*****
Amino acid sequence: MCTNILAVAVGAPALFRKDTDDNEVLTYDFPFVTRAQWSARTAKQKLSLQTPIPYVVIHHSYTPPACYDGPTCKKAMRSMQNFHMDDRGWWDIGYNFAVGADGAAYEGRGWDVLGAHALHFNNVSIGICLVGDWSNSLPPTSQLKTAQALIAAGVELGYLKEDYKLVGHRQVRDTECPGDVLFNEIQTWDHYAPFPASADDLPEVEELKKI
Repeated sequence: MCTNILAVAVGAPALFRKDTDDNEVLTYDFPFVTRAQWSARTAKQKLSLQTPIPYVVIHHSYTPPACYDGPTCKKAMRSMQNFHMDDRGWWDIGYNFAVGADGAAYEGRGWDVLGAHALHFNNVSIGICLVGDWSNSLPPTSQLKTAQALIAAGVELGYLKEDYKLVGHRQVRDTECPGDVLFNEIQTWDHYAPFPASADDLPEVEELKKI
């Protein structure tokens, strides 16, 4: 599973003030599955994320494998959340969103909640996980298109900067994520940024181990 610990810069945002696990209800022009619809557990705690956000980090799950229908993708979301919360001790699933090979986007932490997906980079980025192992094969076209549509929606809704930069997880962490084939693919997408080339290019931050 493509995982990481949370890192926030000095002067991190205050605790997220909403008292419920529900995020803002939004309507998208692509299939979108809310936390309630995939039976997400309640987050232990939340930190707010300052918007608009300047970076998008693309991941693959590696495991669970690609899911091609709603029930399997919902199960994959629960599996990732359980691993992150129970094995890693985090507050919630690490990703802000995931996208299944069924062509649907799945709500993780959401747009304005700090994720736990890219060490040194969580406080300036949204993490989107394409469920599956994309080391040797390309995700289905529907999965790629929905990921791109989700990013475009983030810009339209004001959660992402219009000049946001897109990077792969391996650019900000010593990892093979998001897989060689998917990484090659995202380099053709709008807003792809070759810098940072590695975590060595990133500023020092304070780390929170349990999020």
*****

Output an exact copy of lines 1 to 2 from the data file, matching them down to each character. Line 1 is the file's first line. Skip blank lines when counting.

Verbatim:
Amino acid sequence: MCTNILAVAVGAPALFRKDTDDNEVLTYDFPFVTRAQWSARTAKQKLSLQTPIPYVVIHHSYTPPACYDGPTCKKAMRSMQNFHMDDRGWWDIGYNFAVGADGAAYEGRGWDVLGAHALHFNNVSIGICLVGDWSNSLPPTSQLKTAQALIAAGVELGYLKEDYKLVGHRQVRDTECPGDVLFNEIQTWDHYAPFPASADDLPEVEELKKI
Repeated sequence: MCTNILAVAVGAPALFRKDTDDNEVLTYDFPFVTRAQWSARTAKQKLSLQTPIPYVVIHHSYTPPACYDGPTCKKAMRSMQNFHMDDRGWWDIGYNFAVGADGAAYEGRGWDVLGAHALHFNNVSIGICLVGDWSNSLPPTSQLKTAQALIAAGVELGYLKEDYKLVGHRQVRDTECPGDVLFNEIQTWDHYAPFPASADDLPEVEELKKI